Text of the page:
When you’ve added the column to a Document Library or List, the library or list will have the Imortance column right away, including all the settings that have been chosen for this column (e.g. different values). Of course it’s possible to add the same site column to multiple Document Libraries or Lists. That’s already quite nice functionality, don’t you think? It gets even better: just imagine that you’ve added the Importance field to a bunch of SharePoint 2003 lists and libraries (which involves doing some repetitive manual actions) and you realize that you forgot to add a Importance value (e.g. Critical). There was no other option for you to go to each SharePoint Library or List and to manually update the Importance field, so the new value was added. However in SharePoint 2007 Site columns, update a site column that you have added to libraries or lists already. When you make the update you can specify if you would like to update all the lists and libraries that make use of this site column, or not. Yet another Sharepoint relief!

If you have been working with SharePoint 2003 you probably know the abbreviation YASQ which stands for yet another SharePoint quirk. Those quirks seem to be insignificant at first sight, but they are so important to be aware of if you don’t want to run into serious problems. Just imagine that you (or your sales person) have sold document level security in a content management system built on top of SharePoint 2003. :-)

In SharePoint 2007 a lot of those quirks, if not all, are solved. In a series of blog posts (rss), I’m going to show off some features that will transform a YASQ into a YASR: yet another SharePoint relief. They will come in no particular order and a lot of them are already spotted on other blogs; check for example Amanda Murphy’s posts. See you soon in one of the YASR posts!

Now it’s getting really funny: head hunters are looking for SharePoint Consultants who know how to use the SmartPart. So if you know the SmartPart, and if you’re looking for a new job the following ad.

Remark: in general in don’t publish job offerings on my blog (unless if my company is looking for people, and they still are!), but consider this one as the single exception. Btw, I'm not affiliated with the company offering this job or it's client.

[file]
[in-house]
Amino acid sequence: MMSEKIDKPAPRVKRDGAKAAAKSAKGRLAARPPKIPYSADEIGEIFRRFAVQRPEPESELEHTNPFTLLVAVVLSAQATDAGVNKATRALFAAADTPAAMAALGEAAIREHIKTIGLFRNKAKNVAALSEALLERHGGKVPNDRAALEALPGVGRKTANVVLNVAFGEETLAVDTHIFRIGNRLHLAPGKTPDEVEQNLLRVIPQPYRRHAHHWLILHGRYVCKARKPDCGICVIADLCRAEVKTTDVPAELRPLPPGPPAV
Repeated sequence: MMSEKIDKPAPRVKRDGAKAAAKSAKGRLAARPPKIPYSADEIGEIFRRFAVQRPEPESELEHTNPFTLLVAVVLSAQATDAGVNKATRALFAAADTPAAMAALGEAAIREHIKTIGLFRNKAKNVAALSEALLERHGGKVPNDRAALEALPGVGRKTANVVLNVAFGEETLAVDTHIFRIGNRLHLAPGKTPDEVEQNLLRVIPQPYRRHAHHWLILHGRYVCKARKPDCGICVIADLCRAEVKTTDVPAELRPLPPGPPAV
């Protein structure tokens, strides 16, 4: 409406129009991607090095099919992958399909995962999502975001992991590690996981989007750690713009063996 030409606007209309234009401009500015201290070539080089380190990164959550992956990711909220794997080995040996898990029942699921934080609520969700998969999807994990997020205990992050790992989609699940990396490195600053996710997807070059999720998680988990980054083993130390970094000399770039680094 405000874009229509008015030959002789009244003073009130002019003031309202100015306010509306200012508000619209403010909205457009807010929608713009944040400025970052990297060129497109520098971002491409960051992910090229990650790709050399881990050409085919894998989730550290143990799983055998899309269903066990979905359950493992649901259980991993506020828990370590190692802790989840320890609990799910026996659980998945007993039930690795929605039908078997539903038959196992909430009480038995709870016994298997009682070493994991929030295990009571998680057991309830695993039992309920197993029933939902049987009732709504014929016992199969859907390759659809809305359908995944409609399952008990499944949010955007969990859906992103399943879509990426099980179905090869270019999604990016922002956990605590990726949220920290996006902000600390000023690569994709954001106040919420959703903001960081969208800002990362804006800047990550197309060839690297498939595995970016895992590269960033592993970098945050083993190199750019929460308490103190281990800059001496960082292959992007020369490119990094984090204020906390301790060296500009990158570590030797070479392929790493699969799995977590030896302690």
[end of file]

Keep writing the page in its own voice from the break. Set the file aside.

Our client, a leading Microsoft Gold partner is currently looking for a sharepoint Consultant to work on a high profile project. This is an excellent opportunity to work on a fantastic project with Microsoft's latest technologies. In order to be successful you must have experience with Sharepoint preferably smartparts - not essential. Experience with Biztalk is a massive bonus also. We are looking for an experienced professional with extensive experience in development, Web parts, administration and configuration. Any commercial experience of architecture is a plus. An all round knowledge of .NET technology is a must. Please apply without delay as this is an immediate start (however, notice periods are fine).
Location London
Country England
Start Date ASAP
Rate 40k-50k
Employment Agency E-Synergy Solutions
Contact Daniel Ankah
Telephone 0207 444 4088
Fax 0207 444 4099
Reference JS01.05.SHAREPOINT/DA
Posted Date 30/04/2006 10:57:43

More info here: http://www.jobserve.com/W9168E77E66A8C5D9.job

When talking to customers about the new version of SharePoint, a lot of questions I get are related to moving the existing infrastructure and data to the new version of SharePoint once it gets released. For now there wasn't a lot of (public) information available, but now Joel Oleson has written a nice post about the topic. There are actually three scenarios:

  • In place upgrade - of course for hardware reasons you're going to want to have an option like this, so for small environments you're not needing additional hardware or additional expenses.  Be sure to get a good backup if you take this route.  You'll pretty much be down while the upgrade takes place, the options are few, but this is the quickest route to getting the job done.
  • Side by side upgrade - running V2 and v3 or 2003 and 2007 side by side on 2 different IIS web applications (IIS virtual servers) in the same farm may sound strange, but this gives best of both worlds options... the ability to preserve on hardware costs... minimize user impact, and the ability to quickly roll forward or rollback and with customizations or no customizations, you'll find this ability very useful.
  • Database attach/content database migration - having 2 different farms on different hardware, given it's the right time of the year to invest in hardware... this option is great for really seeing your farm have a clean v3/2007 experience.  I really like the idea of taking a content db and simply taking a good backup, making a copy of the db, and attaching it to the v3 FE's.  Automatically Microsoft Office SharePoint Server (MOSS) 2007 will know to upgrade the content in the database.  There is planning of course on disk space on the SQL side and IIS/DNS namespace for something like this, but as well this gives you options for a quicker upgrade than the side by side, but methodical and easy to roll back.

Read more here.

Since the last couple of weeks I’m spending again some time with BizTalk. Although there is no official training material for BizTalk Server 2006 available yet, U2U is already offering BizTalk 2006 training. So it was about time to upgrade my BizTalk Server 2004 skills!

The first thing that I actually had to search for was the functionality that was previously available in Health and Activity Tracking (HAT). In HAT 2004 you can run queries that display the currently running, suspended ... orchestration instances. HAT is still available in when you install BizTalk 2006, but the Queries menu is quite empty:

A great deal of monitoring functionality in BizTalk Server 2006 has been moved to the Administration Console. This tool offers a centralized place to keep an eye on your BizTalk instances: the Group Hub.

The page above gives a nice overview of what’s happening. Clicking on a hyperlink drills further into the requested report. Cool!